If the Washington Redskins and San Francisco 49ers had met under the bright lights of Monday Night Football around this time last year, the scene would have been electric. Robert Griffin III was catching fire and Colin Kaepernick was just starting his run as the Niners starter, making waves in the process.
This season, however, the pair are mired in their own slumps, and as they go, so too do the hopes and dreams of their respective teams.
But who has the edge?
From a purely statistical standpoint, Griffin has a leg up in almost every category. He is eighth in the NFL with 2,714 passing yards and 271 passing yards per game and ninth in the NFL averaging 7.3 yards per attempt.
Griffin, however has thrown 10 interceptions already this season, which is twice as many as he threw as a rookie.
Kaepernick has been average in the passing game and has struggled throughout this season. He ranks 23rd in the NFL with 1,802 passing yards, 32nd in the NFL with 180 passing yards per game, and 15th in the NFL averaging 7.18 yards per attempt.
One big change for both quarterbacks from last season is their efficiency. Griffin's completion percentage for the season is 59.7, a precipitous drop from the 65.6 percent he finished 2012 with.
Kaepernick has seen his completion percentage dip from 62.4 percent last season to 56.2 this season.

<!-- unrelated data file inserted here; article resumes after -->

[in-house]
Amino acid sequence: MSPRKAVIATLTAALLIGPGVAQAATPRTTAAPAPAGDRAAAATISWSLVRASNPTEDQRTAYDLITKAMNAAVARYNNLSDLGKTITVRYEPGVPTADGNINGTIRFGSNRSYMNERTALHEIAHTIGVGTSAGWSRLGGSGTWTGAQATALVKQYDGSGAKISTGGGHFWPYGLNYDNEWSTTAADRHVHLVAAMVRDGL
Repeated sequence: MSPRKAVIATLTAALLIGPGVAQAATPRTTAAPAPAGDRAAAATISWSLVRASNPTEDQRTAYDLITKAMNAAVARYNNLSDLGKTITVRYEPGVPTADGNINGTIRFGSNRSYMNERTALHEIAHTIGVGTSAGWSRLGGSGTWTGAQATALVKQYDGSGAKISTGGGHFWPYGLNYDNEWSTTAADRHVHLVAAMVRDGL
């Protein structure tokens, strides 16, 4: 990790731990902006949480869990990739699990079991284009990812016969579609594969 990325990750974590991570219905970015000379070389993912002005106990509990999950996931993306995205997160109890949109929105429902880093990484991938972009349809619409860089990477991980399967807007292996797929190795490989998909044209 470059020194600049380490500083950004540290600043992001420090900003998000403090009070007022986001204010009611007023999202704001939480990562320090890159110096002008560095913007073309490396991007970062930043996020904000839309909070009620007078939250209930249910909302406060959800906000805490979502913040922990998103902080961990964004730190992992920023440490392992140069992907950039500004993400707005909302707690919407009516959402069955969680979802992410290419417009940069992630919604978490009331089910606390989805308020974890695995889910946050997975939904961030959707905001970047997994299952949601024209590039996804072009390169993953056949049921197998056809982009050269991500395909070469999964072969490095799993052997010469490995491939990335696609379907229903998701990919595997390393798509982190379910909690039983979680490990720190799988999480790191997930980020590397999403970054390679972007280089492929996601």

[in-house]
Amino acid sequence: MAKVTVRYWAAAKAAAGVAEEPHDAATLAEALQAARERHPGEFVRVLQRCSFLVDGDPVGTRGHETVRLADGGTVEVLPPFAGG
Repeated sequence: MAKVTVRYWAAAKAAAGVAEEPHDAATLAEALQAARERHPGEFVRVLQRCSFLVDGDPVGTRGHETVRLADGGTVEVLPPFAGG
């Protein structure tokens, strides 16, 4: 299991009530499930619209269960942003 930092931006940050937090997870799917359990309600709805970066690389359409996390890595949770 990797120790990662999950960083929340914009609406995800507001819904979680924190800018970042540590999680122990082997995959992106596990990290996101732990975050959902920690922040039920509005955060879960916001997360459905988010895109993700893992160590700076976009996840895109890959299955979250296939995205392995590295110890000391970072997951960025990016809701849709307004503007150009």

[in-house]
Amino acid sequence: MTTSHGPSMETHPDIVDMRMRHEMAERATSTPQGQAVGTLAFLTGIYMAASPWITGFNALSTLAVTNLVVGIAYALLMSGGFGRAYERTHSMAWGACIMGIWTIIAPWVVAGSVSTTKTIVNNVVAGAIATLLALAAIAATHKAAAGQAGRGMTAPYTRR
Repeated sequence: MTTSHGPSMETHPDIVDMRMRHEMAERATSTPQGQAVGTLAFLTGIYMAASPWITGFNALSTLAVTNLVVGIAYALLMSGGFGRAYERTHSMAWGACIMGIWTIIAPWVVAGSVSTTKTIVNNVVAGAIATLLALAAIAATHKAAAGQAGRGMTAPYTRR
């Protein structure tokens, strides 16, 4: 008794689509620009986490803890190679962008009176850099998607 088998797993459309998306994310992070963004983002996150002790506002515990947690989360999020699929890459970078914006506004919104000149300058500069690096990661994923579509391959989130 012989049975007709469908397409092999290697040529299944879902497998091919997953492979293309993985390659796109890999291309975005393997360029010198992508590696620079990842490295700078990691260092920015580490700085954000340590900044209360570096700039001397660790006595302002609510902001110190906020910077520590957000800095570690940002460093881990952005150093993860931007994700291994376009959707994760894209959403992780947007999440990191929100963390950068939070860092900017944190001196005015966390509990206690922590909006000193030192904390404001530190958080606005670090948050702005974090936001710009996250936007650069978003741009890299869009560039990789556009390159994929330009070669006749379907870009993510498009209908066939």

What caused the drop in completion percentage? More passing. Opposing defenses have had a year to adjust to the read-option and the pistol formation.
It remains effective, but now that defenses are dedicating a man to putting a hit on the quarterback, there are fewer openings to run, and thus Griffin and Kaepernick have had to throw more.
Griffin rushed for seven touchdowns last season, but has none this season. Kaepernick had five rushing touchdowns in 13 games played last season and has just three this season.
Meanwhile, Kaepernick has already attempted 251 passes this season compared to 218 last season, and Griffin has attempted 372 passes compared to 393 last season, and he's on pace for 595 attempts for 2013.
For comparison, Peyton Manning has thrown 590 or more passes in a season twice in his career.
Numbers alone don't tell the whole tale, or give a clear edge to either Griffin or Kaepernick. As ho-hum as Kaepernick has been, he has made fewer game-altering mistakes than Griffin.
Griffin has a capable group of receivers, but has missed on a number of easy throws and threw an unnecessary game-ending interception against the Philadelphia Eagles in the midst of what might have been a season-saving comeback.
Kaepernick has been unreliable, and a combination of trying to find primary targets as well as missing key playmakers has left him floundering in the passing game.
If he can't keep defenses honest with consistent completions, he won't find room to run.
A high pressure situation demands response, and Griffin has shown on multiple occasions that he can do wonderful things, but will often try to do too much with the game on the line.
The biggest advantage for the Niners is Kyle Shanahan's horrible offensive balance, which has made the Redskins predictable and stagnant.
As matchups go, Griffin vs. Kaepernick should be a great show, but the pressure to meet the expectations has left both players needing a big win to silence the critics.
Griffin may have the statistical advantage, but Kaepernick has the better environment and will outshine him on Monday.